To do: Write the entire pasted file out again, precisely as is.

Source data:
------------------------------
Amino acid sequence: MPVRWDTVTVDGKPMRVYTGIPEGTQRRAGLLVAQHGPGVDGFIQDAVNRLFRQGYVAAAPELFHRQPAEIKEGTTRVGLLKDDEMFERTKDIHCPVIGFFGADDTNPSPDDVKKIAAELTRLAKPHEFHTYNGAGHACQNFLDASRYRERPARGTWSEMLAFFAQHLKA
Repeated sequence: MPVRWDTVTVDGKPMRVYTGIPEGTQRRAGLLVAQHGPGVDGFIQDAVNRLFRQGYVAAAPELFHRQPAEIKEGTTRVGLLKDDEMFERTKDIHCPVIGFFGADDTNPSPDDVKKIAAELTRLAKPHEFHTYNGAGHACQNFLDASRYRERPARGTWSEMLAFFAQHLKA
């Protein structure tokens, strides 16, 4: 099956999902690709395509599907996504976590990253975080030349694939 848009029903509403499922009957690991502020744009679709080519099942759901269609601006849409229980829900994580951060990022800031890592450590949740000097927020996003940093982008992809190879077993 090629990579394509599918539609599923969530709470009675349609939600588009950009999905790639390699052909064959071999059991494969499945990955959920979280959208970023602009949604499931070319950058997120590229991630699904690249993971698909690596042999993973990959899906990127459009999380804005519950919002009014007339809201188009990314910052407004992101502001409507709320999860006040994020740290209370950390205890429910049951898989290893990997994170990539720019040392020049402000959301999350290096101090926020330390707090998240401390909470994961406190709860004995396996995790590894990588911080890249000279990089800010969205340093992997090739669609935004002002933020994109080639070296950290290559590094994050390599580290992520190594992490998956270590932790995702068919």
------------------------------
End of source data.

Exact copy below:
Amino acid sequence: MPVRWDTVTVDGKPMRVYTGIPEGTQRRAGLLVAQHGPGVDGFIQDAVNRLFRQGYVAAAPELFHRQPAEIKEGTTRVGLLKDDEMFERTKDIHCPVIGFFGADDTNPSPDDVKKIAAELTRLAKPHEFHTYNGAGHACQNFLDASRYRERPARGTWSEMLAFFAQHLKA
Repeated sequence: MPVRWDTVTVDGKPMRVYTGIPEGTQRRAGLLVAQHGPGVDGFIQDAVNRLFRQGYVAAAPELFHRQPAEIKEGTTRVGLLKDDEMFERTKDIHCPVIGFFGADDTNPSPDDVKKIAAELTRLAKPHEFHTYNGAGHACQNFLDASRYRERPARGTWSEMLAFFAQHLKA
């Protein structure tokens, strides 16, 4: 099956999902690709395509599907996504976590990253975080030349694939 848009029903509403499922009957690991502020744009679709080519099942759901269609601006849409229980829900994580951060990022800031890592450590949740000097927020996003940093982008992809190879077993 090629990579394509599918539609599923969530709470009675349609939600588009950009999905790639390699052909064959071999059991494969499945990955959920979280959208970023602009949604499931070319950058997120590229991630699904690249993971698909690596042999993973990959899906990127459009999380804005519950919002009014007339809201188009990314910052407004992101502001409507709320999860006040994020740290209370950390205890429910049951898989290893990997994170990539720019040392020049402000959301999350290096101090926020330390707090998240401390909470994961406190709860004995396996995790590894990588911080890249000279990089800010969205340093992997090739669609935004002002933020994109080639070296950290290559590094994050390599580290992520190594992490998956270590932790995702068919």